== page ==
Tool Easily Breaks Into Locked PCs

Proving once again that you can do a lot of damage with a little investment and a lot of ingenuity, security researcher Samy Kamkar recently managed to take down a locked, password-protected computer armed with only a US$5 Raspberry Pi.

The low-tech cookie-siphoning intrusion is one of Kamkar’s simplest hacks ever. He previously has unlocked car doors, garages, wireless remote cameras and other devices, with MacGyver-like precision.

Kamkar’s latest hack, PoisonTap, uses a Raspberry Pi Zero, a micro SD card, and a micro USB cable or other device that emulates USB, including USB Armory or LAN Turtle.

Windows, OS X and Linux recognize PoisonTap as an Ethernet device, load it as a low-priority network device, and perform a DHCP request across it, even if the computer is locked or password-protected, Kamkar explained.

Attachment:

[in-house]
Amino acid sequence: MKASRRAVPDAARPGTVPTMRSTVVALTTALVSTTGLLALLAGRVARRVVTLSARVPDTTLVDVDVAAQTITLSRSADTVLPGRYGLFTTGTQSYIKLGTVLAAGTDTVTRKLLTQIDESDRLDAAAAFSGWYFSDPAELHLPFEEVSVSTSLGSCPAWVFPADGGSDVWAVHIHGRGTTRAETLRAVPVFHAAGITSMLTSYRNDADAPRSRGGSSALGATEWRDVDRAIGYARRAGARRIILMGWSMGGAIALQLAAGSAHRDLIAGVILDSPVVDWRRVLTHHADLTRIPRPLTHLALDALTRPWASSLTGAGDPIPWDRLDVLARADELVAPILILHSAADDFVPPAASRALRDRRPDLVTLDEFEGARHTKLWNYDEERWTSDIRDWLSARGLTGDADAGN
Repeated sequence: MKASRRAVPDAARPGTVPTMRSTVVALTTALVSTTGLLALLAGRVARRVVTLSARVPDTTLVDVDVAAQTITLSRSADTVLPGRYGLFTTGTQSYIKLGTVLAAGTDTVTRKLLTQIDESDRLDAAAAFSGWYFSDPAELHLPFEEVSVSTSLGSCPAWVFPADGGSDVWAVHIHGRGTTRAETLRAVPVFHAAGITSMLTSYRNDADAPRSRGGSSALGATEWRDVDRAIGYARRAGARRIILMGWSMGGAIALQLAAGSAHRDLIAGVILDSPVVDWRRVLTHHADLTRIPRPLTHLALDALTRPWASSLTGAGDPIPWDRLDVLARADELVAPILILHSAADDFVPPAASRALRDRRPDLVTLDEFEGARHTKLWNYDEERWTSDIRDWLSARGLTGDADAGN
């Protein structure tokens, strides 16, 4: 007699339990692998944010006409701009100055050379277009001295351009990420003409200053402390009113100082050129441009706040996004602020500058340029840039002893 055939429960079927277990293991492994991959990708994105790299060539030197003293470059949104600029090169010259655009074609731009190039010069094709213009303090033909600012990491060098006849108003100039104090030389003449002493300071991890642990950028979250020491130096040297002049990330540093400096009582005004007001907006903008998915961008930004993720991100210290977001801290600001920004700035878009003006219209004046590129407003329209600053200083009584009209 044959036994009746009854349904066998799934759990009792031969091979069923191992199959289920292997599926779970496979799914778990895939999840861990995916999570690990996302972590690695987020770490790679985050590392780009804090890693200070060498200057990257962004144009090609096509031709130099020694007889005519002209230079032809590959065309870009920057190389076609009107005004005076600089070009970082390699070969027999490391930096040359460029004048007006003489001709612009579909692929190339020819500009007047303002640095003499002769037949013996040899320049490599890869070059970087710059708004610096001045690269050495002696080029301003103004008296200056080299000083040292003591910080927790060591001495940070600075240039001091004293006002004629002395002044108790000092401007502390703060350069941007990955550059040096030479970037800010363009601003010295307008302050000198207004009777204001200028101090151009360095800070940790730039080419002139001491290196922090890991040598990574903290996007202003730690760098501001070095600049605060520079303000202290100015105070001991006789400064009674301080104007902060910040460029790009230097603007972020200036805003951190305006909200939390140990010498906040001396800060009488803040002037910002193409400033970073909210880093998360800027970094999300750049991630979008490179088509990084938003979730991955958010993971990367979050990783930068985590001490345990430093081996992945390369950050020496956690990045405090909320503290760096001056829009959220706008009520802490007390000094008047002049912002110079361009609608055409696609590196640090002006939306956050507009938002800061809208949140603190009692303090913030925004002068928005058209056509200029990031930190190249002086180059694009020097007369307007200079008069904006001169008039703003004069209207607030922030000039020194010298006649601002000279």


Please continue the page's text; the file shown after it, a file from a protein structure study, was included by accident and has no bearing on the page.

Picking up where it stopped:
PoisonTap provides the computer with an IP address. However, the DHCP response tells the machine that the IPv4 space is part of PoisonTap’s local network, rather than a small subnet, he said.

If a Web browser is running in the background, one of the open pages will perform an HTTP request in the background, noted Kamkar. PoisonTap responds with a spoof, returning its own address, and the HTTP request hits the PoisonTap Web server.

When the node Web server gets the request, PoisonTap’s response is interpreted as HTML or JavaScript.

The attacker is able to hijack all Internet traffic from the machine and siphon and store HTTP cookies from the Web browser or the top 1,000,000 Alexa websites.